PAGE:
There is no shortage of fantastic beasts in Greek mythology. Many recognizable monsters challenge famous figures like Odysseus, Heracles, and more. One monster that’s inspired creatures throughout history is Scylla.
Scylla is a sea monster that guards one side of a narrow strait. While most versions leave the exact location up to interpretation, some say that Scylla lives on one side of the strait of Messina in Italy. For this reason, the female monster lends her name to many things from the area. These include the city of Scillia, the Scilla flower, and more.
The Origins of Scylla
How this monster came to be is still up for debate. Many great poets describe her, but variations among her history exist between them.
One version of the tale says that her mother is Crataeis. Not much is known about Crataeis, as her only appearance in Greek mythology revolves around Scylla.
The identity of her father varies as well. According to Apollodorus, her father was either Triton or Phorcys (Phorkys, Phorcus). Triton was the Greek god of the sea and the son of Poseidon. Meanwhile, Phorcys was a primordial god of the sea.
In other retellings, the parents of the beast were Hecate and Phorcys. Hecate is a primordial goddess, making the connection with Phorcys more reasonable. To provide some clarity, later retellings mentioned that the name “Crataeis” was another moniker for Hecate. However, scholars believe that the point was only to fix conflicting accounts of Scylla’s history.
Multiple authors, including Homer and Ovid, claim that Scylla’s mother is Keto (also known as Crataeis), goddess of dangers of the sea. Some stories tell of Keto mating with her brother Phorcys, with whom she had Scylla, Ekhidna (a she-dragon), the Graeae (three sisters – Deino, Enyo, and Pemphredo – who shared one eye between all of them), Ladon (a serpent with one-hundred heads), and the Gorgons (Stheno the Mighty, Euryale the Far Springer, and MEDUSA, Queen of the Gorgons). There is some confusion between scholars about HECATE being the mother of Scylla. Apollonius of Rhodes claims that Crataeis is another name for Hecate.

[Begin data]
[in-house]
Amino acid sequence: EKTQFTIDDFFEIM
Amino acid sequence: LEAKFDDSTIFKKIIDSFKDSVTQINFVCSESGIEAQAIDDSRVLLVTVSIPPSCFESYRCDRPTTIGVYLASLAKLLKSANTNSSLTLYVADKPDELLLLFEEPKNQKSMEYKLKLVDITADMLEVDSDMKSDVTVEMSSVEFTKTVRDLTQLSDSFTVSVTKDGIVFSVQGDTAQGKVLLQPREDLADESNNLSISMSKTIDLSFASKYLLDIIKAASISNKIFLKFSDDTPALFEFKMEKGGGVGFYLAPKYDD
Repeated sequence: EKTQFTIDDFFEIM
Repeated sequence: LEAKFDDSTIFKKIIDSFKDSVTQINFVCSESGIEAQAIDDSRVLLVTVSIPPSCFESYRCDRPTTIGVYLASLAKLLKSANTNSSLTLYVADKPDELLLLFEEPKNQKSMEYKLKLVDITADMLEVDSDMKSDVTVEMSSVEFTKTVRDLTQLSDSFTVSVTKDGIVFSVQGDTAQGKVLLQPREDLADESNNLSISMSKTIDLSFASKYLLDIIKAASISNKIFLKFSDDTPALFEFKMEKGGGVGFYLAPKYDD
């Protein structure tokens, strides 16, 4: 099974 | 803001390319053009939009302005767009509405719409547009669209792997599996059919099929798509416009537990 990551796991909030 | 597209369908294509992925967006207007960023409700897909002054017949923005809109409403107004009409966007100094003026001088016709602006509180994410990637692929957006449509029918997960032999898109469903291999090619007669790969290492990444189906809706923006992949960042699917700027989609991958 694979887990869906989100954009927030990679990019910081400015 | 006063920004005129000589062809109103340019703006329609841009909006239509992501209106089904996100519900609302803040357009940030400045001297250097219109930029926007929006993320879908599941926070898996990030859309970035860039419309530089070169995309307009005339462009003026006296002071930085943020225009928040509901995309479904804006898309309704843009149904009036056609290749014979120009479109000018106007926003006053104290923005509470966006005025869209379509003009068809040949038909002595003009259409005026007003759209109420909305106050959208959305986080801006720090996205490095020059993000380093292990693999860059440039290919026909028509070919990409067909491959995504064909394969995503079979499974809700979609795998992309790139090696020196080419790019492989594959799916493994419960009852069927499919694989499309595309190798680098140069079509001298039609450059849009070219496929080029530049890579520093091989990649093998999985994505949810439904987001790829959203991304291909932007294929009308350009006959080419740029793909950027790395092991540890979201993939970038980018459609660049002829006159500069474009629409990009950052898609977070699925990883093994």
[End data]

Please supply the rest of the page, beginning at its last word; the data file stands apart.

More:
The Transformation of Scylla
As if the beast’s origins weren’t confusing enough, later retellings of the Greek myth by John Tzetzes expanded upon her story. Instead of being the monstrous progeny of primordial deities, Scylla was a water nymph.
Scylla changed from a beautiful nymph into the iconic beast out of jealousy in this account. She was reportedly claimed by Poseidon, which created envy from other water spirits. One water fairy, Amphitrite, poisoned the spring water that Scylla bathed in, resulting in her transformation.
A similar story of metamorphosis occurred in works by Hyginus and Ovid. In this tale, Scylla started life as a nymph who would attract attention everywhere she went. But despite their best efforts, Scylla never showed interest in others. However, one figure could help but chase her.
Glaucus, a minor sea god, loved Scylla so much that he wanted to use magic to capture her attention and love. So, he went to the sorceress Circe. Circe was in love with Glaucus, so she flew into a jealous rage upon learning that he loved Scylla. To get revenge, she used her potion expertise to poison the waters where Scylla lived.
The poison turned her into a terrifying monster, which turned Glaucus away and made her the stuff of legends!
Depictions of Scylla
The female monster first appeared in Ancient Greek art on pottery. However, she continued to inspire works of art well into the Renaissance period.
The earliest depictions used the description by Homer. He said she had a crab-like shell and twelve feet. Six necks sprung from her protective body. There, menacing heads with three rows of teeth scared unwitting sailors!